I recently finished (with much sadness, it was such a wonderful read) Elizabeth Gilbert’s book, Big Magic (she wrote the delightful book Eat, Pray, Love). Basically it’s about the magic of inspiration, the freedom to create without another’s permission, and the magic of living a creative life. I devoured each chapter, dog-earing so many pages it looks more like an accordion than a book!
Somewhere along the way, like she writes in the book, I got it all wrong. I believed, wholeheartedly, that I needed the RIGHT desk/workspace/ideas/inspiration/subject, etc. to go ahead and begin creating. That I needed someone to tell me that what I was doing – actually, creating – was okay. I needed permission to create.
Turns out I’ve been creating all my life. I still have sketches from grade and high school (but I stupidly got rid of my oil and acrylic paintings because I thought they weren’t good enough to show anyone) and a few poems I wrote. I re-discovered them while cleaning out a box during one of my many moves to another new place a few years back. (And I still keep them tucked away, out of sight, for some unknown reason.)
Don’t Be Afraid
Then I reached the “You’re Afraid” chapter and found many of the same excuses I’ve used over the years to not create. Let’s see if you find yourself in any of these (there were many more but I think you’ll get the gist):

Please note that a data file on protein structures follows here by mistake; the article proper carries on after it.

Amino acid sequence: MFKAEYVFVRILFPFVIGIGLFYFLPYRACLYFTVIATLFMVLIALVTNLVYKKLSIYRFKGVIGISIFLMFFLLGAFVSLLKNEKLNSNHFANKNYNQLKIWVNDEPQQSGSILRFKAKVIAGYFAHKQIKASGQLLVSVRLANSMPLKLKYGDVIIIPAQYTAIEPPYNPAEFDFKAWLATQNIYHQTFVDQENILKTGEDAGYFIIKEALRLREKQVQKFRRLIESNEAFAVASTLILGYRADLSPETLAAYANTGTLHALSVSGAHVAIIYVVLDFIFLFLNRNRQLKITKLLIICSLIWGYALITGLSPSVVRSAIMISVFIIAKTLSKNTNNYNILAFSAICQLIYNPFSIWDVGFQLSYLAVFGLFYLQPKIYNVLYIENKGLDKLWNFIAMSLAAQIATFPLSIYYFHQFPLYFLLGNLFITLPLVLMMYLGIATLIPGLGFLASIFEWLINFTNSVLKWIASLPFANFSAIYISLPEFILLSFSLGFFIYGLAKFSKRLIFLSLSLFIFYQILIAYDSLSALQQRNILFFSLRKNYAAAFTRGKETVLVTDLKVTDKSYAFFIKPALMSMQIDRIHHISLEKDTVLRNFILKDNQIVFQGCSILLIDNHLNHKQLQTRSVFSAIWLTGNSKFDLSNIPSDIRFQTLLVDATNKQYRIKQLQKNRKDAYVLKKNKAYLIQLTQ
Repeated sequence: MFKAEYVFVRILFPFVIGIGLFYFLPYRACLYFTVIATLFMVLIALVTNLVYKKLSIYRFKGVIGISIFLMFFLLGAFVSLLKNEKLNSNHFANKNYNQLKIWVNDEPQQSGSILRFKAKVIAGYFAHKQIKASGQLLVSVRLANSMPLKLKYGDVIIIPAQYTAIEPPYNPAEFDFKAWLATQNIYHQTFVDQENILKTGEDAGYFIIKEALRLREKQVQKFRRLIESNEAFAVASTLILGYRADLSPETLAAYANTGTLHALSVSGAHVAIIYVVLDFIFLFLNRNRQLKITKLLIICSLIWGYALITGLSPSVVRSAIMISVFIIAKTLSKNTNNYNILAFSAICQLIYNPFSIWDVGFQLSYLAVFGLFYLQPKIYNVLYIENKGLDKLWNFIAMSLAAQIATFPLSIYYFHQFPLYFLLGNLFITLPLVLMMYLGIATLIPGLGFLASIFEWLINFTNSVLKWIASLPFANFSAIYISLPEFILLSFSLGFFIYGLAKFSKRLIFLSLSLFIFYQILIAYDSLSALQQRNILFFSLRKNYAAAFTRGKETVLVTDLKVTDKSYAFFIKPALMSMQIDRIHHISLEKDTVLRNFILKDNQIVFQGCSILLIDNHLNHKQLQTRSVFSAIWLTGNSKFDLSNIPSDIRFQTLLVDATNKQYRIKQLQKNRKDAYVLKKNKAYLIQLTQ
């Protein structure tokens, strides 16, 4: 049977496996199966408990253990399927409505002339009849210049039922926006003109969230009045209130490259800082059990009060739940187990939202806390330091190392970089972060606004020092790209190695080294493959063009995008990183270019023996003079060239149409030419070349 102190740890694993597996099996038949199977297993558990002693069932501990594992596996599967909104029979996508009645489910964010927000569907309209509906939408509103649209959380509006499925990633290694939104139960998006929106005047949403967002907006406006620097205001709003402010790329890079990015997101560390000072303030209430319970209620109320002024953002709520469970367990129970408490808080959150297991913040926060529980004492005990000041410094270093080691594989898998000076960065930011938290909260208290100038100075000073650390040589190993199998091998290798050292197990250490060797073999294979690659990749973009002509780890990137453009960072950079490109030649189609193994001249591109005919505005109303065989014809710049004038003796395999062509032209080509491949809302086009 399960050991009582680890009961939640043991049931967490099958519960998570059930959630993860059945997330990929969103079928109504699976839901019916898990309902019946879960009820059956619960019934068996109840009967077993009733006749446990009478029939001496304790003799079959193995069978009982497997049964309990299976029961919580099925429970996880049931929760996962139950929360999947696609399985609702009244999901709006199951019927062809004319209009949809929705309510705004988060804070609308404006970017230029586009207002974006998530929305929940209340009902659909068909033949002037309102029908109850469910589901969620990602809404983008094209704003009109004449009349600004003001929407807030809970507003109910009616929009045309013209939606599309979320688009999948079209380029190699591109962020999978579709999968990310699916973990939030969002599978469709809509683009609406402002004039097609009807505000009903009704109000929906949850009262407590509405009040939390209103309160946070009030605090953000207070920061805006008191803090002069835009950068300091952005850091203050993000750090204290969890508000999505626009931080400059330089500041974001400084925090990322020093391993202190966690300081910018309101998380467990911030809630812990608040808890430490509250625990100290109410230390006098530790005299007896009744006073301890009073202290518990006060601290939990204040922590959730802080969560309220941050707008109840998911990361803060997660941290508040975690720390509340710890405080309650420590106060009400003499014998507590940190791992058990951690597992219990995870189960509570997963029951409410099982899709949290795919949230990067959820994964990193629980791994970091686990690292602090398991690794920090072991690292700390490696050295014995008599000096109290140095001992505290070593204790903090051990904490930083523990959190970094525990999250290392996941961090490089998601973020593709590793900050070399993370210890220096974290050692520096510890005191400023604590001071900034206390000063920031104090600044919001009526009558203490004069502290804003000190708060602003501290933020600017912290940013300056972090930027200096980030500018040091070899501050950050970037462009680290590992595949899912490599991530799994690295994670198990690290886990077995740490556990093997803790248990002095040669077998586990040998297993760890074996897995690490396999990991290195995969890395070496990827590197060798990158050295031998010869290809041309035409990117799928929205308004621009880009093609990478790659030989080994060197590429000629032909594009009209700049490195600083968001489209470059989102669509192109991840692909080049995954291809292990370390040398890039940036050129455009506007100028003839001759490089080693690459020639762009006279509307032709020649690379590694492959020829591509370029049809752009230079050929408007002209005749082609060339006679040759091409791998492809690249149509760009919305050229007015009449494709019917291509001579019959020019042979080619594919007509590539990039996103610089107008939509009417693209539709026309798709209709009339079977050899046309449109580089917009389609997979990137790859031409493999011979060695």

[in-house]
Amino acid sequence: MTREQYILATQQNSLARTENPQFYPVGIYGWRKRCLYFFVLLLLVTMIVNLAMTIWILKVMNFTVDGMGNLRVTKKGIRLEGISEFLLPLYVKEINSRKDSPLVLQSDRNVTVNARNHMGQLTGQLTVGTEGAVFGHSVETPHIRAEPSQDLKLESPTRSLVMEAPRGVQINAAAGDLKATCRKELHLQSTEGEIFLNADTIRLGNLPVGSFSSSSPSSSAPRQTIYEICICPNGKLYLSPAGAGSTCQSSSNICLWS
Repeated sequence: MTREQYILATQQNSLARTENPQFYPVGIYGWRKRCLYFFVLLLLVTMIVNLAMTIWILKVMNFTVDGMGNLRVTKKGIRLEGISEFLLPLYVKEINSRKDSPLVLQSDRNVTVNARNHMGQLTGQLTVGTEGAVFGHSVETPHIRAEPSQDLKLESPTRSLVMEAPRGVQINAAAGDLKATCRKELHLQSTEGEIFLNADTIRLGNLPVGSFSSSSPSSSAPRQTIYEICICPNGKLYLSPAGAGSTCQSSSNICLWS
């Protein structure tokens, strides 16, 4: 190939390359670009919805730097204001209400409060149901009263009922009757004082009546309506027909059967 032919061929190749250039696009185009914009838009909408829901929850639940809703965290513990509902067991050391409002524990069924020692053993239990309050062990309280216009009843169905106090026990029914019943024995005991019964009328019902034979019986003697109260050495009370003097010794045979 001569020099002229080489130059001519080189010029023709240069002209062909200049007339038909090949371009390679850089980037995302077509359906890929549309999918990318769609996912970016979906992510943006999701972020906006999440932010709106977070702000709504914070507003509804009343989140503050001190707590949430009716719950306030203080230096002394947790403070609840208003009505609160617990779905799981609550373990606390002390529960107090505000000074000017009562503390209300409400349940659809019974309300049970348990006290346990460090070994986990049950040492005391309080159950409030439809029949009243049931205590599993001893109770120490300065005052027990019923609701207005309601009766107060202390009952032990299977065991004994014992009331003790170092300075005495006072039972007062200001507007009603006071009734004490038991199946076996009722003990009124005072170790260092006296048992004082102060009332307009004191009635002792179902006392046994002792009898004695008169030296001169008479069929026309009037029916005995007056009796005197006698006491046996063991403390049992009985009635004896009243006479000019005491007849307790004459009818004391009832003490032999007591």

- You’re afraid you’ll be rejected or criticized or ridiculed or misunderstood or – worst of all – ignored.
- You’re afraid there’s no market for your creativity, and therefore no point in pursuing it.
- You’re afraid somebody else already did it better.
- You’re afraid everybody else already did it better. (You know, you’re not original enough…)
- You’re afraid you don’t have the right kind of discipline.
- You’re afraid you don’t have the ‘right’ [quotes added] kind of work space, or financial freedom or empty hours in which to focus on invention or exploration. (This was and has always been one of my lamest excuses for not creating something. That I was always so sensitive to my artistic environment; that the ‘wrong’ time or place or direction I faced with my desk would surely ruin any chances of creating something GREAT that would be enjoyed by ALL; that without all of the ‘right’ things necessary to SUCCEED I would, after all, definitely FAIL.)
- You’re afraid you neglected your creativity for so long that now you can never get it back. (It must be my fault – since I couldn’t get the setting ‘just right’ and now I’m doomed to never create again. Hurrumph.)
- You’re afraid of being a one-hit wonder.
- You’re afraid of being a no-hit wonder.
And so on….
You Don’t Need Permission, After All
But here’s the BEST part, the REVELATION that so many of us (especially me) need to hear (more than once,obviously):
“You do not need anybody’s permission to live a creative life. Maybe your parents were rule-followers or too busy being melancholic depressives, or addicts, or abusers to ever use their imaginations toward creativity. Maybe they weren’t makers…maybe just pure consumers. Maybe you grew up in an environment where people just sat around watching TV and waiting for stuff to happen to them.”